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‘Never say no’: Tips from Dallas’ Nick & Sam’s chef-partner in book ‘Raising the Steaks’

Samir Dhurandhar claims to have created ‘the best steakhouse in the world.’

The customer is always right. Heard that before? Samir Dhurandhar, chef-partner at Nick & Sam’s in Dallas, takes it to the extreme.

“Never say no,” he instructs his servers.

He means it. In the new book Raising the Steaks: My Journey to Creating the Best Steakhouse in the World — Nick & Sam’s, Dhurandhar shares his “golden rules” of running a restaurant. “Never say no” means when New York Yankees players come to town, Dhurandhar keeps the kitchen open late. Dinner might start around midnight, and Dhurandhar is happy to feed his favorite team. “Never say no” means hiring limo drivers to transport A-listers in town for the Super Bowl during an infamous severe ice storm in 2011.

A pianist played while restaurant workers tended to guests at Nick & Sam's on a Saturday night in Dallas.(Smiley N. Pool / Staff Photographer)

Dhurandhar enjoys telling stories about famous visitors like Dirk Nowitzki, Mariah Carey, Troy Aikman, Justin Bieber and Julia Child. But he says the 24-year-old Dallas restaurant has survived the Great Recession and the coronavirus pandemic because it is obsessive about making guests feel like royalty, even if they’re not. Let’s say somebody at the table wants a burger and a soda, even though Nick & Sam’s is more of a steak and cabernet place.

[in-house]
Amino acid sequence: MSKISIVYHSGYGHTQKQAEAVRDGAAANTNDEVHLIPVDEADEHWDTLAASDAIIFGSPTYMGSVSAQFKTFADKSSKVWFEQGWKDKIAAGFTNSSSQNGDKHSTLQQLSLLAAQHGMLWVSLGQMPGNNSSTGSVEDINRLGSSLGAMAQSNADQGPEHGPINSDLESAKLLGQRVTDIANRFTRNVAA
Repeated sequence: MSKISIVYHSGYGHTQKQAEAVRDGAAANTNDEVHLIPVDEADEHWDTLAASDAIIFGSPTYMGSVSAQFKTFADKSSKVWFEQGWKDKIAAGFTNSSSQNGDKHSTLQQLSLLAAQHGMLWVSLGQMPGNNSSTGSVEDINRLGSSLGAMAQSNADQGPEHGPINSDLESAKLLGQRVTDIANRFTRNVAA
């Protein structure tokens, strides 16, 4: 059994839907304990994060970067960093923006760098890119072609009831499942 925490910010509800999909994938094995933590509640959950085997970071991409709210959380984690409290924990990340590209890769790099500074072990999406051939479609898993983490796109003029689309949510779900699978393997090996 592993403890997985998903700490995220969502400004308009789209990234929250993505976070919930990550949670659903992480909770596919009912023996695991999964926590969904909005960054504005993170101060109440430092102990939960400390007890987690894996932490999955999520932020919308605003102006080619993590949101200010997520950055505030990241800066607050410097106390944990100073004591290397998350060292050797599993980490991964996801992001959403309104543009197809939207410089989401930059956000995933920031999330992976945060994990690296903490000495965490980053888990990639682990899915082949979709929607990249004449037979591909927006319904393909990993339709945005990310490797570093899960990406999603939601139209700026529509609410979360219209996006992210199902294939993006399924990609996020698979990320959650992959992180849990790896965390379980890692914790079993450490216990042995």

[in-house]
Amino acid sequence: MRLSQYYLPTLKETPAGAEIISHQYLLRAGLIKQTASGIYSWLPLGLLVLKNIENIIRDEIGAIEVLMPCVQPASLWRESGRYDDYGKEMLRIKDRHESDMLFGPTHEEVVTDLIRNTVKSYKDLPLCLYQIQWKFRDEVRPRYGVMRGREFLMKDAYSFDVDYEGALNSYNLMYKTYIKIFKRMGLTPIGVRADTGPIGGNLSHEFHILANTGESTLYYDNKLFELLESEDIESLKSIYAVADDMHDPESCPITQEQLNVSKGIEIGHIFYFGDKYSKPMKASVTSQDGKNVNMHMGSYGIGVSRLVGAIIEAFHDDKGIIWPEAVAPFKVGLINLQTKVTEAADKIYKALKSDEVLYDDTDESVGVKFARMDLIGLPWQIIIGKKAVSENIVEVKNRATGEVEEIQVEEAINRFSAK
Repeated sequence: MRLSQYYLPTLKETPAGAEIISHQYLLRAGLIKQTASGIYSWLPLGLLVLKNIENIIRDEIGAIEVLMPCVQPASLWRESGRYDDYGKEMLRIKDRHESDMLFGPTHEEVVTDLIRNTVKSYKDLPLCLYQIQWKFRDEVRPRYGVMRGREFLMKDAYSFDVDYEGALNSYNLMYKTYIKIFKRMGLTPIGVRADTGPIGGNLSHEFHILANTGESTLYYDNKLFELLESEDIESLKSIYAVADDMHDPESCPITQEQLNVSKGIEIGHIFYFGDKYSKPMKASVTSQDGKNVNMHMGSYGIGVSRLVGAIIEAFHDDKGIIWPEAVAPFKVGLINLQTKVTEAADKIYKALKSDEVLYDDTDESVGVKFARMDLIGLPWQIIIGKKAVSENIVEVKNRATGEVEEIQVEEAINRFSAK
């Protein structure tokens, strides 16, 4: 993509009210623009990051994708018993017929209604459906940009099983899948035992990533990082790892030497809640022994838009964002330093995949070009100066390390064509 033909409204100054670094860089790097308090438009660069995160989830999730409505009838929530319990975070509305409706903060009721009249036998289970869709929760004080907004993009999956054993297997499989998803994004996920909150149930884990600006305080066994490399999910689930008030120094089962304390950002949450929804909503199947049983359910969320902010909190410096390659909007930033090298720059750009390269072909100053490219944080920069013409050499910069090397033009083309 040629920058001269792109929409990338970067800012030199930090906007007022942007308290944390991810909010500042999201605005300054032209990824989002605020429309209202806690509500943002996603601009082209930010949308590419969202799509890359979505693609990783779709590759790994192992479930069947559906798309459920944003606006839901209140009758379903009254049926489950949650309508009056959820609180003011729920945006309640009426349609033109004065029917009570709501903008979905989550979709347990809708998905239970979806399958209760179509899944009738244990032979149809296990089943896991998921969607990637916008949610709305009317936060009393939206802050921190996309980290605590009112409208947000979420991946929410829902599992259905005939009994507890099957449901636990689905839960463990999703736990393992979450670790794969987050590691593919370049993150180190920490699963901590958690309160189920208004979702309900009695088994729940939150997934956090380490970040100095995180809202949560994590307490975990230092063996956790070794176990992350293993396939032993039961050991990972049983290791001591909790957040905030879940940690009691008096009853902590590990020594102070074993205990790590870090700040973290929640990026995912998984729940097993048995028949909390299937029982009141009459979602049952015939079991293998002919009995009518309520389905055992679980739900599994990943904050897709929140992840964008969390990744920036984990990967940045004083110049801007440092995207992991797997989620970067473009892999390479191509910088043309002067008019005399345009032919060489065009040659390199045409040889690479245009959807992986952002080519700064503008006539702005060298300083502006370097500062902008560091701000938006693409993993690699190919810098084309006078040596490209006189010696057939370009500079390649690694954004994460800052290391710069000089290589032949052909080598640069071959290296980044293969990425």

“We grind some meat in the back and send the valet down to 7-Eleven to buy a Dr Pepper,” Dhurandhar says. He’s done it.


“If we say no, they’re going to find a place that says yes. And then they’re not coming back.”

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The staff includes server-to-the-stars Benny Bajrami and 10 kitchen workers who have been at the restaurant since opening day in 1999.

By mid-June 2023, chef Samir Dhurandhar's book 'Raising the Steaks: My Journey to Creating the Best Steakhouse in the World — Nick & Sam's' will be available at major book retailers, at Dallas shop Interabang and at Nick & Sam's Steakhouse.(Courtesy of Samir Dhurandhar)

With prices like $295 for a chateaubriand and $125 for a long-bone cowboy steak, Dhurandhar believes they can’t make mistakes. “We will do 1,000 covers on a Saturday night,” he says, using restaurant lingo to describe the number of customers served in an evening. “Maybe two steaks will come back.” That’s thanks to lead broiler Luis Martin, who has been at the restaurant since the start.

The restaurant had nearly $29 million in gross sales in 2022, according to management, making it one of the highest-grossing restaurants in Dallas.


In Dhurandhar’s new book and in this edited Q and A with his wife, Lori, he explains why he left India to pursue a cooking career that would eventually lead him to run one of Dallas’ toniest dining rooms.

Nick & Sam’s has been open in Dallas since 1999, but you’re writing a book now. Why?

Samir Dhurandhar: We have a lot of people come in from all over the country to dine with us, and [restaurant owner Phil] Romano said, “Why don’t you write a book?” People know about us everywhere, and it just gives other people, in different states, an opportunity to pick this book up.


Where did you find the time?

SD: I really didn’t. It was more Monday conversations with my ghost writer [Steve McLinden], spending all afternoon on the phone with him.

How long did it take?

SD: Close to two years.

A lot of famous people have eaten at Nick & Sam’s. Can you name a few?